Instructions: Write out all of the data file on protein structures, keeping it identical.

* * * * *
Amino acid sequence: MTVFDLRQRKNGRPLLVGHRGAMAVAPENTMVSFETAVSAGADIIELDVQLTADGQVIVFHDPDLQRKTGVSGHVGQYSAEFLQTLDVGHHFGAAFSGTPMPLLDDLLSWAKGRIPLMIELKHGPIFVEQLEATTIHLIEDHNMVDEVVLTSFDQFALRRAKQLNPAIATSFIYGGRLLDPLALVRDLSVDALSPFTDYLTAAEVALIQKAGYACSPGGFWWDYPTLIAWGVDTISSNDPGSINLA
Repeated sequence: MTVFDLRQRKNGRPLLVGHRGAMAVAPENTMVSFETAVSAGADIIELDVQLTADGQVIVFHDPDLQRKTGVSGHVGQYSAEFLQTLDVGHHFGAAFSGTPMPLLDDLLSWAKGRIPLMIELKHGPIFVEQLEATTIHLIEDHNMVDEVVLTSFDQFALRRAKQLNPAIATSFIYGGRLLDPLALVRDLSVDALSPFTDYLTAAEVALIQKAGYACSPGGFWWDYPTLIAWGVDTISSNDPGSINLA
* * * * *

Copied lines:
Amino acid sequence: MTVFDLRQRKNGRPLLVGHRGAMAVAPENTMVSFETAVSAGADIIELDVQLTADGQVIVFHDPDLQRKTGVSGHVGQYSAEFLQTLDVGHHFGAAFSGTPMPLLDDLLSWAKGRIPLMIELKHGPIFVEQLEATTIHLIEDHNMVDEVVLTSFDQFALRRAKQLNPAIATSFIYGGRLLDPLALVRDLSVDALSPFTDYLTAAEVALIQKAGYACSPGGFWWDYPTLIAWGVDTISSNDPGSINLA
Repeated sequence: MTVFDLRQRKNGRPLLVGHRGAMAVAPENTMVSFETAVSAGADIIELDVQLTADGQVIVFHDPDLQRKTGVSGHVGQYSAEFLQTLDVGHHFGAAFSGTPMPLLDDLLSWAKGRIPLMIELKHGPIFVEQLEATTIHLIEDHNMVDEVVLTSFDQFALRRAKQLNPAIATSFIYGGRLLDPLALVRDLSVDALSPFTDYLTAAEVALIQKAGYACSPGGFWWDYPTLIAWGVDTISSNDPGSINLA